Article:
The Deesis was not the first mosaic to be uncovered.  The work began with the mosaic of Leo over the Royal Doors in the inner narthex; this was a smart move to start with the mosaic of Leo which was over the main door and was seen by anyone entering the church. The first incision into the plaster in the South Gallery took place on July 14, 1934. This season there would be work on the location of the Deesis, the Zoe panel and the mosaic of John II and Eirene.  Later they planned to move downstairs to look for the Virgin and Child in the apse and uncover the mosaics in the South Vestibule.  The first season of work took four months and ended in late November of the same year. The uncovering of the mosaic panels in the south gallery involved further conservation, consolidation and study, lasting through seasons of work in 1936, 1937, and 1938. It was a slow and deliberate effort.  To some extent they were learning on the job using different methods to consolidate and clean them.  They were in a very precarious state.  As they uncovered the mosaic, they realized that were unveiling a something of world significance - this actually filled them with awe, and made them even more careful in their work on it.

The pictures that somehow got out caused quite a sensation in the press. The following is an excerpt from letter of Royall Tyler to Mildred Barnes Bliss, October 11, 1936 about seeing the Deesis for the first time.  Royall was a world traveler and an advisor to Mildred Bliss on art purchases:

"The Deesis, also in the S. Gallery, has rather less left than the others, but it is a marvel of beauty—all 3 heads: the Christ, the Virgin and St. John Baptist. This is by far the most beautiful mosaic I’ve ever seen, and it shows where Daphni comes from, and the Sicilian mosaics. Its perfection and accomplishment, in drawing, colour and cube-setting, are amazing. Looking at it, I felt that if Rubens could have seen it, he’d have sat up and sneezed—It has all his lightness of touch and of colour, richness of impasto. Until one has seen that, one doesn’t know what XI cent. mosaic is. Even the Pródromos (St. John B.) at Daphni pales a bit before this Pródromos—tho’ it’s honourably near, and very grand."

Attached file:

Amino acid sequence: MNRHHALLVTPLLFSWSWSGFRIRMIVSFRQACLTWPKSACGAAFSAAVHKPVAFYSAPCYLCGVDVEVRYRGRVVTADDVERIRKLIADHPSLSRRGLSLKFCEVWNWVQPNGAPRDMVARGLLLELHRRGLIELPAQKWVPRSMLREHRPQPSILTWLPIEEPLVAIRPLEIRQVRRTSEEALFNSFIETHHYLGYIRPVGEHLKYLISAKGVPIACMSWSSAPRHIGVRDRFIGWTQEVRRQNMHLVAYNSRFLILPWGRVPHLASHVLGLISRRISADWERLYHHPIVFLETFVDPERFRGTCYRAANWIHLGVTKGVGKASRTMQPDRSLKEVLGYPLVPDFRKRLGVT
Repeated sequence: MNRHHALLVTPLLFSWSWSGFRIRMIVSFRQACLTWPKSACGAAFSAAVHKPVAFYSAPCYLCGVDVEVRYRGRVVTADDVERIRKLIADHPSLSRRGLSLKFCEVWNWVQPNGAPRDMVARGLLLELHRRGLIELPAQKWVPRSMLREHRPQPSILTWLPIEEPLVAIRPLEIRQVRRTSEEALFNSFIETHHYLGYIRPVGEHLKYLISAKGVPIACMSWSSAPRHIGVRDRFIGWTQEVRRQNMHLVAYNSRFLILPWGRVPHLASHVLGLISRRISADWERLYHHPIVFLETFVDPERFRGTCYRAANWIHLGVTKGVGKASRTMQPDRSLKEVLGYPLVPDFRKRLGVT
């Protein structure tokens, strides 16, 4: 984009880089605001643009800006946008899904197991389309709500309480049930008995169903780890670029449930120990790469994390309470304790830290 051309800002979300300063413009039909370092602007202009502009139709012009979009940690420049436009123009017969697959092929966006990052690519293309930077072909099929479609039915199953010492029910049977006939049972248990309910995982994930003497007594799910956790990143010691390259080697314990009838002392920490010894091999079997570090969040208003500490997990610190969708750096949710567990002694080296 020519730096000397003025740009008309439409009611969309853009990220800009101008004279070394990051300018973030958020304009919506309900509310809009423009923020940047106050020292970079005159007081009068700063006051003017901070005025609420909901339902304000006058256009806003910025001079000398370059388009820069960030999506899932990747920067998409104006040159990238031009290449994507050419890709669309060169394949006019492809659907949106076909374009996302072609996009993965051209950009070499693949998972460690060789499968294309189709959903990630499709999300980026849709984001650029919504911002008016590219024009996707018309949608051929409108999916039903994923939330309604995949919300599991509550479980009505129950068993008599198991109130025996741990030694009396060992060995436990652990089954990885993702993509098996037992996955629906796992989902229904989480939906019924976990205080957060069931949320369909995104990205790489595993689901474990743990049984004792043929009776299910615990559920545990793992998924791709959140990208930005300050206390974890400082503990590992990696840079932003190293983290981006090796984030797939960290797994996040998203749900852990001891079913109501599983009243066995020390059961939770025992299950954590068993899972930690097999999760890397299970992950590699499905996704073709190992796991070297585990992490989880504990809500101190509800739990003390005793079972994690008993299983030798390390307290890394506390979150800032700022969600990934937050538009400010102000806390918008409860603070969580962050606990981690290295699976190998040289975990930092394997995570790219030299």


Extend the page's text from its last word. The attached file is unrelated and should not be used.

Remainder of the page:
The former King of England Edward VIII and Wallis Simpson were among the VIP visitors.  On Saturday, September 5, 1936, guided by Whittemore Edward VIII fearlessly climbed up the apse scaffolding so he could see the Theotokos and the Archangel in the bema arch up close.  The scaffolds in the apse were scary to climb on.  Ernest Hawkins suffered from extreme acrophobia - fear of heights - so a special tunnel was made so he could get on the platform around the Theotokos. In 1946 he was called upon to make emergency repairs to the mosaics of the dome in a storm!  The windows were being replaced during a gale and huge sections of gold mosaic were peeling off and moving around in the wind. At least one large section of mosaic fell into the nave. he must have been terrified to have to climb out onto the internal cornice of the dome.

The figures begin to emerge

These files were stacked up in front of the mosaic when the work began.  What a horror to see the damage done to the panel.  This was done in 1910 when the Sultan ordered Hagia Sophia surveyed for potential weak spots or places where things were moving.  There had been warnings that it could collapse at any time.  Here they have exposed a crack in the pier.  At the same time work was done in the dome.